Definition: Mothers who have been prevented from exercising their legal rights in family court, so that they are either unable to present the facts to the judge, or are considered “crazy” or “non-credible” so that even when they do present the facts in court, those facts are automatically disbelieved.

Term: Protective Court-Abused Mothers

Definition: These are mothers who have lost custody of their children because they had some basis to believe that their children were being abused by their fathers, and when they revealed that belief to social services agencies or in court, the court deprived them of custody specifically because it officially “disbelieved” the allegations and then blamed the mothers for having made “false allegations.” This happens, at times, even when the courts do not actually “disbelieve” the allegations, but claim that the mothers are making too much of a disturbance about them. (In one Oklahoma case, the court actually gave custody to a father because it believed the allegations but said the father was ready to forget about the issue and move on, and the mother still “focused” on the abuse, so the mother would obviously not be helping the child forget about it and move on with her life!)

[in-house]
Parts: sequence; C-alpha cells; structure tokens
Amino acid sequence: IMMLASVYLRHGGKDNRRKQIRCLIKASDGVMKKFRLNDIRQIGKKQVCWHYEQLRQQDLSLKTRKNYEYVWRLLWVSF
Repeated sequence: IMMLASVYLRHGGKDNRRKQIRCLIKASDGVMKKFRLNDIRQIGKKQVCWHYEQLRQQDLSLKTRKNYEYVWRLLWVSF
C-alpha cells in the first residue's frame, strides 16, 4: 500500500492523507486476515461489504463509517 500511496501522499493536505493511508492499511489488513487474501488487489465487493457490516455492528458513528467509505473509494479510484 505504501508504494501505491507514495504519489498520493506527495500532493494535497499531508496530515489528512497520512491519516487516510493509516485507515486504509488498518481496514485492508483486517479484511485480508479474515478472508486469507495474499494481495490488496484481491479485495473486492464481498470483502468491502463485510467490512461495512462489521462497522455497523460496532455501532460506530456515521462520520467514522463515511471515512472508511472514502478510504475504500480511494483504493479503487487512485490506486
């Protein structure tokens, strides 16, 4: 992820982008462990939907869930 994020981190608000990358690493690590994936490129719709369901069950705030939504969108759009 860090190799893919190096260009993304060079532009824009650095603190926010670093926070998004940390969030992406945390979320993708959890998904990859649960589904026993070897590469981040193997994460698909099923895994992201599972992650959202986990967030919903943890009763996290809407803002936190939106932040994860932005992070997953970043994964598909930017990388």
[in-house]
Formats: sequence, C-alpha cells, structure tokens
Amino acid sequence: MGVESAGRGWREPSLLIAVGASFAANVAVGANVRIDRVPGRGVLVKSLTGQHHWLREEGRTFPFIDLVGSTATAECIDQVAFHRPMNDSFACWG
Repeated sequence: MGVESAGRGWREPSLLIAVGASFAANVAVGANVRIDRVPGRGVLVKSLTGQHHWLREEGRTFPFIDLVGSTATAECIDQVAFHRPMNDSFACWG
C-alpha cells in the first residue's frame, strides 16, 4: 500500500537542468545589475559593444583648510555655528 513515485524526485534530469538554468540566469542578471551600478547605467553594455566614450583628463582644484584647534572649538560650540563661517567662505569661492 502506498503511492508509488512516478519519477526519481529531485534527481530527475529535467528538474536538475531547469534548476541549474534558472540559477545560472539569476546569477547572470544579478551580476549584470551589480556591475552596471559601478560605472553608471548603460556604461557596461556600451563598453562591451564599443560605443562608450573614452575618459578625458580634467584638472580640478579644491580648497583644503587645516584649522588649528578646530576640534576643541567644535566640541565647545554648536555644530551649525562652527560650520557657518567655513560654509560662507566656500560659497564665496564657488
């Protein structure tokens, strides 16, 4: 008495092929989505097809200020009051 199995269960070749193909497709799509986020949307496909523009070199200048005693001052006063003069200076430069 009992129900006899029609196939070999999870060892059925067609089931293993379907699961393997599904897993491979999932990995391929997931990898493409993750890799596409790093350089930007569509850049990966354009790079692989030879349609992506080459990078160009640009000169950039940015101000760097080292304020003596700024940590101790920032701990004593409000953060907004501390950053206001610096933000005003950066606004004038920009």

Term: Court Vilification

Definition: Once a judge has deprived a Protective Court-Abused Mother of her custodial rights, should that mother protest vigorously, she is often targeted both by the court itself and by the “wronged” ex-husband, various lawyers, court personnel, and even appellate courts, as a person deserving of no consideration, no rights, no respect, and, most significantly, no right to try to defend herself or complain of her mistreatment. For purposes of this web-site, this is the most significant piece of the whole court-abuse process. The process may start out as simple denial, inasmuch as nobody wants to believe that parents abuse their children (although it seems that courts find it easier to believe that mothers abuse children than that fathers do so), but it develops into something far more sinister.